Studies of cavovarus feet with severe deformity have shown that only the lateral border bears significant weight when measuring foot pressure distribution [1]. In patients that simulated inverse walking patterns, the center of pressure was situated more laterally [26,27]. Severe varus feet had greater total pressure in the lateral midfoot and lateral forefoot, and decreased pressure in the medial forefoot [15]. They also had decreased and delayed initial peak forces of the hallux [22,26,28] while the first metatarsophalangeal joint displayed higher pressure compared to normal feet [29]. Dynamic pedobarography was able to detect an improvement in peak plantar pressure patterns, pressure-time integrals, and contact area in post-operative surgical correction of cavovarus deformity. It was also able to detect overcorrections of the metatarsals [21].

Associated Pathologies/Injuries

The pathologies associated with subtle cavovarus foot (Figure 7) include ankle instability [3,4,6,8,13,21,30], peroneal tendon pathologies [2,3,8,13,14], stress fractures [6,13] especially at the 5th metatarsal head [3,4], plantar fasciitis [3,8,10], ankle arthritis [11], forefoot equines [3,6], osteochondral talar lesion [8], mechanical metatarsalgia [8,10,11], hallux sesamoid disorders [3,4,8,14], Morton's neuroma [8,14], hallux valgus [8], and pain on the lateral aspect of the foot [6,10,11,13]. The Achilles tendon, which becomes a secondary inverter, is commonly pathologic as well [8,13,14].

Figure 7: Anatomical illustration showing the most frequent injuries observed in subtle cavovarus feet: Ankle instability (purple arrow), peroneal tendinopathy (green), plantar fasciitis (red), and stress fracture of the 5th metatarsal bone (blue). View Figure 7

Ankle sprains

Lateral ankle sprains are one of the most common sports injuries, especially in soccer, and much research has been done to examine its risk factors [31,32]. Increased supination of the subtalar joint, increased plantarflexion foot positioning (for example, during touchdown in soccer) and delayed reaction time of the peroneal muscles, are critical etiological factors of ankle sprain injuries. Cavovarus feet are more prone to lateral ankle sprains because the foot cannot pronate adequately, secondary to peroneal muscle dysfunction. Following the sprain, anatomic alignment is preserved with the exception of an increased inversion and eversion subtalar range of motion in the injured ankle [33].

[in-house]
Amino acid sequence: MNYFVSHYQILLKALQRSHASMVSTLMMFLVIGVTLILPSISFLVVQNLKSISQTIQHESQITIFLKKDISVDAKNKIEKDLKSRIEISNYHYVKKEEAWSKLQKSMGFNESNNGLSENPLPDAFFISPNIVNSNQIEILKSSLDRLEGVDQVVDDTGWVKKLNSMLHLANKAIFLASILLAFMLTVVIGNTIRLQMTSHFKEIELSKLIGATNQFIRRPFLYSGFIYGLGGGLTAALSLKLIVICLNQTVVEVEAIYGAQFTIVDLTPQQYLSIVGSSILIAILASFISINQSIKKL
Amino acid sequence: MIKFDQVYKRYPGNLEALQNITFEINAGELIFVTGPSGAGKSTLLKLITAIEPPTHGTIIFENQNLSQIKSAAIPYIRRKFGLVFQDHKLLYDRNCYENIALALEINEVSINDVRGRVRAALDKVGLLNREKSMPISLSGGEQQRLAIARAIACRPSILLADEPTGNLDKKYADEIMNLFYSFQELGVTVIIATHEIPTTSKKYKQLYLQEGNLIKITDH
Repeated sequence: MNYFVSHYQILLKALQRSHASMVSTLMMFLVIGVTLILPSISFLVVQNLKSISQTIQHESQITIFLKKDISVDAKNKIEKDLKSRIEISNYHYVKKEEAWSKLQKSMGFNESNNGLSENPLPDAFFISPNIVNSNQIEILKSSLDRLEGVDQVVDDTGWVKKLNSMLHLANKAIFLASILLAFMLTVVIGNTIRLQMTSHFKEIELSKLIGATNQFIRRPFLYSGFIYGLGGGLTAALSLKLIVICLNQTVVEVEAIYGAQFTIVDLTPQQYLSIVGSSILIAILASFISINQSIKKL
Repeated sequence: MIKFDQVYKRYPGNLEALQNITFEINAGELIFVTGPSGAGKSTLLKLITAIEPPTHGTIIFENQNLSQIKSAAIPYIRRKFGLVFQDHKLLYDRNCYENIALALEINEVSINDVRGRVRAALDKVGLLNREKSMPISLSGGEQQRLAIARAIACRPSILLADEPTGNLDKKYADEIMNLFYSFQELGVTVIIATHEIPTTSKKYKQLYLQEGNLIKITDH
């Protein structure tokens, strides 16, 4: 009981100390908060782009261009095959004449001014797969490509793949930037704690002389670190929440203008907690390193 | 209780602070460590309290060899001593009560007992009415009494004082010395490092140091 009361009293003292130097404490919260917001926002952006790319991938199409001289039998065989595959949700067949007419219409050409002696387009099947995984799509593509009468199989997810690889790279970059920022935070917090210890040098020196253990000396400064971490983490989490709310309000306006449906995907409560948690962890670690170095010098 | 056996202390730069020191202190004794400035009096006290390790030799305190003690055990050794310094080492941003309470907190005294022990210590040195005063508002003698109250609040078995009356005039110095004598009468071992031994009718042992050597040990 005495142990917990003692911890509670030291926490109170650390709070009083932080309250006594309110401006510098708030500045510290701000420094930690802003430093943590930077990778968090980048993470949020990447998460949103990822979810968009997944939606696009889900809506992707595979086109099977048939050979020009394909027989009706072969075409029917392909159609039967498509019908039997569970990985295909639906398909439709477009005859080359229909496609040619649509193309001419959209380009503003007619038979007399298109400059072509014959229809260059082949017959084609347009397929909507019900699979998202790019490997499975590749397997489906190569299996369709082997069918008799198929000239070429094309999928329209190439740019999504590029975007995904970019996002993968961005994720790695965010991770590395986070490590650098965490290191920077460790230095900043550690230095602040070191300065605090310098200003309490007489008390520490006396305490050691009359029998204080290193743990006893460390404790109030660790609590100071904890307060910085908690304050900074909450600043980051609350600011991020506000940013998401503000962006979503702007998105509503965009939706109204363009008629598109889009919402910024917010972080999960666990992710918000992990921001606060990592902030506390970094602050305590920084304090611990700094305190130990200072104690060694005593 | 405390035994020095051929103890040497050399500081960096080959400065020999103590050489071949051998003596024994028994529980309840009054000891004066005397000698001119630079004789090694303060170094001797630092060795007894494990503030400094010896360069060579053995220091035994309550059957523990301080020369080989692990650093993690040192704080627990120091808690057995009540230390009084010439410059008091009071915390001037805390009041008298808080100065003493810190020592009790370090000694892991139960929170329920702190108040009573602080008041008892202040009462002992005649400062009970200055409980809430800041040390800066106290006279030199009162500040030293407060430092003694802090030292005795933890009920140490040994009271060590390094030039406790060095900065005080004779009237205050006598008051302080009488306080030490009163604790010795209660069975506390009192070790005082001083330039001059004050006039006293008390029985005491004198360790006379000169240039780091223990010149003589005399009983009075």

Studies report that muscle strength imbalances, such as an elevated eversion-to-inversion strength ratio, greater plantarflexion strength, and a smaller dorsiflexion-to-plantarflexion strength ratio, all had a higher incidence of inversion ankle sprains [33]. Other intrinsic risk factors included the cavovarus deformity or subtle cavovarus foot, a history of previous high-grade ankle sprains (strong evidence but not unanimous), physical activity, increased foot width, reduced ankle dorsiflexion, increased calcaneal eversion, subtalar instability, nerve injury proximal to the lateral ligament of the ankle [32], and impaired proprioception [33,34]. Limb dominance may also be a risk factor, but it is unclear if there is increased risk only for the dominant ankle or if no risk difference exists between ankles [35]. It should be noted that generalized joint laxity, ankle ligament stability, and anatomic alignment (besides subtalar motion) of the foot were not significant risk factors for ankle sprain injury [33,35].